Skip to comments.Solar power vs. the fate of the desert tortoise
Posted on 01/25/2012 12:59:46 PM PST by La Enchiladita
We all love the idea of solar energy and there are plans for 26 solar projects in the deserts of California. One is underway, but there's a big problem -- the desert tortoise is in the way.
The U.S. Fish and Wildlife Service estimates that over a thousand tortoises could be harmed by the construction. Advocates say the projects will bring much needed clean energy and jobs to the region and that there's a way to protect the tortoises.
(Excerpt) Read more at scpr.org ...
The desert tortoise begs to differ...
We’ve already decided it’s OK to grind up eagles on the altar of wind energy, and tortoises aren’t nearly as pretty as eagles.
NO NO NO.
We’ve already been told that PRISTINE ecosystems like ANWR cannot be tapped for energy because of the impact on the caribou. Clearly, there is NO POSSIBLE WAY to build this solar plant without killing thousands of innocent tortoises.
They want earth's population TOTAL well below 1 Billion.
So, the idea that we should strive for an energy policy that makes these people happy is ludicrous.
, lets say you went really big, and you created a solar array somewhere in the U.S. the size of five hundred football fields (roughly a square mile). How much power would you get? The answer is roughly 150 MW, and only during the day when the sun is out. A typical power plant produces about 750 MW. So supplanting one power plant would require five square miles of panels. This is not compelling.
Supplanting our entire electrical supply with solar would require turning the entire state of South Carolina into one large solar panel. Or...maybe we should stick them out in the desert. Seems logical. Senator Feinstein has proposed paneling over 500,000 acres of the Mojave Desert. But again, we run into mundane practical problems, even before considering things like the environmental impact of covering that much land. When solar panels collect dust and grime, they lose much of their effectiveness, so they must be cleaned frequently. Where, exactly, are we going to get the water needed for cleaning in the middle of the desert? And who’s going to be out there wiping down 500,000 acres of panels?
Furthermore, the more distant a source of electricity is from where it’s used, the more of it you lose during transmission, as much as 50% over 115 miles. Not a lot of folks living near the Mojave. Feinstein is nuts.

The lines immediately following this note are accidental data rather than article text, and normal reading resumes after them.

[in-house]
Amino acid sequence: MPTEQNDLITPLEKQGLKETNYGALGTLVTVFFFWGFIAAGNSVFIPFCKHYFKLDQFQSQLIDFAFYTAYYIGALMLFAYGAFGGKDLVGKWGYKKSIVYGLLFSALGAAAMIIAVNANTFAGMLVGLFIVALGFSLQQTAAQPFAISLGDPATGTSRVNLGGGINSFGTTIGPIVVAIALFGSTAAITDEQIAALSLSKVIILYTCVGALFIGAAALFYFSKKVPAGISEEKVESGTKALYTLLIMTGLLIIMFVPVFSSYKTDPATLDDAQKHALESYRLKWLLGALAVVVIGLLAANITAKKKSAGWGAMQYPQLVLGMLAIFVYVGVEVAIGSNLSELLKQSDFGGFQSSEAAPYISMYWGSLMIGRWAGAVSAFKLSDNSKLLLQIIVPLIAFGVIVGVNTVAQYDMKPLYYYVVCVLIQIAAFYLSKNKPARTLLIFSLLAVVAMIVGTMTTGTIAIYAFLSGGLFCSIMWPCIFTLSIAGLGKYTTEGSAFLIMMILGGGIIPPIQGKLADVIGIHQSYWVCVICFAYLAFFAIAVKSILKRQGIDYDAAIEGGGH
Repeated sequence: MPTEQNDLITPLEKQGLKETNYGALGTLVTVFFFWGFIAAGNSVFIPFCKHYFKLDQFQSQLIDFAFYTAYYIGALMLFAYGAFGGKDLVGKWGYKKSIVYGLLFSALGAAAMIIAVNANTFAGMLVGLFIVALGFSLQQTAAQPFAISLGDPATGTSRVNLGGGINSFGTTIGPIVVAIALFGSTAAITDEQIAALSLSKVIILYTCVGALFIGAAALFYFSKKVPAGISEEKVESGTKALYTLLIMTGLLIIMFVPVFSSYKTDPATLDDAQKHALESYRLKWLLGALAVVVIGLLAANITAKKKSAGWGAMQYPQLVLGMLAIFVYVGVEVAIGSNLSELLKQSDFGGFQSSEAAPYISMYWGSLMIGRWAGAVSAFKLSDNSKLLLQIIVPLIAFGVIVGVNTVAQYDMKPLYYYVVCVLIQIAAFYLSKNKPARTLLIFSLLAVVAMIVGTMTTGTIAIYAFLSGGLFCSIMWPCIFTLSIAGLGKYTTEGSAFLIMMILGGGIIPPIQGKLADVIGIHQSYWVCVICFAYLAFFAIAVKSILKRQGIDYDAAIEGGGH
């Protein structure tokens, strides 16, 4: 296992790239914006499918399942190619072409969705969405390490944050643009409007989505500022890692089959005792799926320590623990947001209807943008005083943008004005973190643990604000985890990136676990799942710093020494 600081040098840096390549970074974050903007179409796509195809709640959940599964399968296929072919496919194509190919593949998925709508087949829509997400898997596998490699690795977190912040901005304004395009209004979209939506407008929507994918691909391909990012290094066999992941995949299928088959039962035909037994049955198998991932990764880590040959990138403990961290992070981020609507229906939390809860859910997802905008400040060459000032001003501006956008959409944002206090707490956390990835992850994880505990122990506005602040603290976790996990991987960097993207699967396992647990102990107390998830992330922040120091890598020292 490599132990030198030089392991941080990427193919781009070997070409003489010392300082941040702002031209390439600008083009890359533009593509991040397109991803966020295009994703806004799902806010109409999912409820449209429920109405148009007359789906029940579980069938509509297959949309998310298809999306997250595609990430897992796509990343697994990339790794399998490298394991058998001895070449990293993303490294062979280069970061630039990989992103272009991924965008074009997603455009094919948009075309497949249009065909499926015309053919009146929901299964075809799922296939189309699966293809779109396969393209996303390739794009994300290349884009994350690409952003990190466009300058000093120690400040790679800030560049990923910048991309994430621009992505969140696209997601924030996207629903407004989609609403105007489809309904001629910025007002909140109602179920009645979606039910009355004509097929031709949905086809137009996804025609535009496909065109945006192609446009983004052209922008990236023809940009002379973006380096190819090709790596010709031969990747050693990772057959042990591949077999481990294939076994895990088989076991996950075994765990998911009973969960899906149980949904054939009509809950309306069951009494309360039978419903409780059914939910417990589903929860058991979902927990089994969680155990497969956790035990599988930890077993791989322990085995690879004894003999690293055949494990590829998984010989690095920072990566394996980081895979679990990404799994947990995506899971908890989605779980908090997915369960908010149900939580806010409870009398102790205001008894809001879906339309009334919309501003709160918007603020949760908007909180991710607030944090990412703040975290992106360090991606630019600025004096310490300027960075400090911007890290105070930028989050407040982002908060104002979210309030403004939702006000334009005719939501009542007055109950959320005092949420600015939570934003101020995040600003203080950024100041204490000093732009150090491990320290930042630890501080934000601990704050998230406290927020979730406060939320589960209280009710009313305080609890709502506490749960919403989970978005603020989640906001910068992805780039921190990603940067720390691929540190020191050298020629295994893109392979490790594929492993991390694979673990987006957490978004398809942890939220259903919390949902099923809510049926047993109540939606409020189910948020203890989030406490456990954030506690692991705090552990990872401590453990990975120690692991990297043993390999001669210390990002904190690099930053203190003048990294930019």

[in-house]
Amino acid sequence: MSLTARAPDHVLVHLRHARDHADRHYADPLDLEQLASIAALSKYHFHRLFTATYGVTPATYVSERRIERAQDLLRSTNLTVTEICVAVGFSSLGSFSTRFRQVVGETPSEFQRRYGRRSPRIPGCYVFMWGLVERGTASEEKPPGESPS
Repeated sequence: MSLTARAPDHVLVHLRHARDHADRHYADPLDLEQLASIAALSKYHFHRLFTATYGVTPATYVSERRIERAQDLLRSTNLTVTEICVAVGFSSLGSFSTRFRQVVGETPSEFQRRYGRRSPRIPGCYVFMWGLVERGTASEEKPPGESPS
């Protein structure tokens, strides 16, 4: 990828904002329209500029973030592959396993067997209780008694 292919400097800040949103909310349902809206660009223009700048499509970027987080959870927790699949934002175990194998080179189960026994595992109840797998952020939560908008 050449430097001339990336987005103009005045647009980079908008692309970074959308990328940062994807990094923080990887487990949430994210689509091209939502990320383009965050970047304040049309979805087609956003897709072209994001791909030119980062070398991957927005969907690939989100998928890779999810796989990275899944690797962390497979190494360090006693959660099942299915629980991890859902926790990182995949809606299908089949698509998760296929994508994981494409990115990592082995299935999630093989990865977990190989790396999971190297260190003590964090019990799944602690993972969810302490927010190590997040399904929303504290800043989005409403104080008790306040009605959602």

“They want earth’s population TOTAL well below 1 Billion.”
I agree, and the fact that they have not started with themselves is proof of their hypocrisy.
That is not true. Not even close to it.
Total transmission/distribution losses average 6~7% as a national average.
I agree...And it's why the government in CA is anti job/anti biz and so restrictive..They want 80 percent of the people out of CA.
In fact, fat fedgov now sees people in the U.S. as heavy luggage, a burden....Hordes that use power and energy, who are going to want their Social Security, which fatgov has looted, etc etc...
They'd like to see 90 percent of us dead...No joke.
*The avian species served will vary and depends on what the blades have chopped.
Solar, if it can be built economocially without government subsidies. But don't compare it to base loaded plants like coal or nuclear. They better fit the use of peaker plants, typically natural gas that only come on for part of the day to take up the swing load.
Solar output matches rather nicely with the associated air conditioning loads.
There is a house like that on the side of the Organ Mts.
above WSMR and below the San Augustine pass.
Man, what a place to retire - sit on the roof, drink a beer, and watch missile launches.
Sounds like a fun Friday night.
BrightSource has spent “a surprising amount of money” for tortoise mitigation, according to Bechtel — the firm has to buy mitigation land whether they find a tortoise or not. BrightSource also has to monitor each tortoise for five years and perform a blood analysis to check for respiratory diseases. BrightSource has up to 100 biologists working at the Ivanpah site (!).
Ivanpah has 500 workers on site, including biologists and trade workers from Californias High Desert. The project will create an estimated 1,000 union jobs at the peak of construction.
Desert Tortoise Head-Start Program
To help rebuild the desert tortoise population in the Ivanpah Valley, BrightSource has started a “head start” program at the Ivanpah project site to prevent juvenile tortoise mortality. Head-start programs provide support and protection for hatchling and juvenile tortoises during the first five years of life, or until they are large enough to resist predators.